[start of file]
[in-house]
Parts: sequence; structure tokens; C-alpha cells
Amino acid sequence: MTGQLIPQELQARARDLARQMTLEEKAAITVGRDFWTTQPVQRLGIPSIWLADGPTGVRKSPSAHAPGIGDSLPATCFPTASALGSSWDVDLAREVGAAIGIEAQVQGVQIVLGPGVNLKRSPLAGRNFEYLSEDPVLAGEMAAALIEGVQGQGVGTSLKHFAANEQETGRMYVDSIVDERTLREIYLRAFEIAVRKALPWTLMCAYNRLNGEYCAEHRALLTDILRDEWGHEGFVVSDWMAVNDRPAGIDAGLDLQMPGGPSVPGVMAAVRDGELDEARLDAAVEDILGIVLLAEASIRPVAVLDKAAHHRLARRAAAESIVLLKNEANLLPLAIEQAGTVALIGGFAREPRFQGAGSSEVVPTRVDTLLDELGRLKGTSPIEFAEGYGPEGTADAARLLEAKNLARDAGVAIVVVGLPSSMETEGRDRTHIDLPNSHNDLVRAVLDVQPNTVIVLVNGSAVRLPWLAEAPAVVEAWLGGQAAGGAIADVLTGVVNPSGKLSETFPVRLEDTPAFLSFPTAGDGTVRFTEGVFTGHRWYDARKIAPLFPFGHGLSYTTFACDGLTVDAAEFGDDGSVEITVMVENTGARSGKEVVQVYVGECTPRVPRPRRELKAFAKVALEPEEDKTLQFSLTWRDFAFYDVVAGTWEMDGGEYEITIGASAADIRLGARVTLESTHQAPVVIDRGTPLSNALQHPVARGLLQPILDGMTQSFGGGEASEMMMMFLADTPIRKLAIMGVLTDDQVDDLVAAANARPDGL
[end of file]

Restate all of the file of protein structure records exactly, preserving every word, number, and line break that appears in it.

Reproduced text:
[in-house]
Parts: sequence; structure tokens; C-alpha cells
Amino acid sequence: MTGQLIPQELQARARDLARQMTLEEKAAITVGRDFWTTQPVQRLGIPSIWLADGPTGVRKSPSAHAPGIGDSLPATCFPTASALGSSWDVDLAREVGAAIGIEAQVQGVQIVLGPGVNLKRSPLAGRNFEYLSEDPVLAGEMAAALIEGVQGQGVGTSLKHFAANEQETGRMYVDSIVDERTLREIYLRAFEIAVRKALPWTLMCAYNRLNGEYCAEHRALLTDILRDEWGHEGFVVSDWMAVNDRPAGIDAGLDLQMPGGPSVPGVMAAVRDGELDEARLDAAVEDILGIVLLAEASIRPVAVLDKAAHHRLARRAAAESIVLLKNEANLLPLAIEQAGTVALIGGFAREPRFQGAGSSEVVPTRVDTLLDELGRLKGTSPIEFAEGYGPEGTADAARLLEAKNLARDAGVAIVVVGLPSSMETEGRDRTHIDLPNSHNDLVRAVLDVQPNTVIVLVNGSAVRLPWLAEAPAVVEAWLGGQAAGGAIADVLTGVVNPSGKLSETFPVRLEDTPAFLSFPTAGDGTVRFTEGVFTGHRWYDARKIAPLFPFGHGLSYTTFACDGLTVDAAEFGDDGSVEITVMVENTGARSGKEVVQVYVGECTPRVPRPRRELKAFAKVALEPEEDKTLQFSLTWRDFAFYDVVAGTWEMDGGEYEITIGASAADIRLGARVTLESTHQAPVVIDRGTPLSNALQHPVARGLLQPILDGMTQSFGGGEASEMMMMFLADTPIRKLAIMGVLTDDQVDDLVAAANARPDGL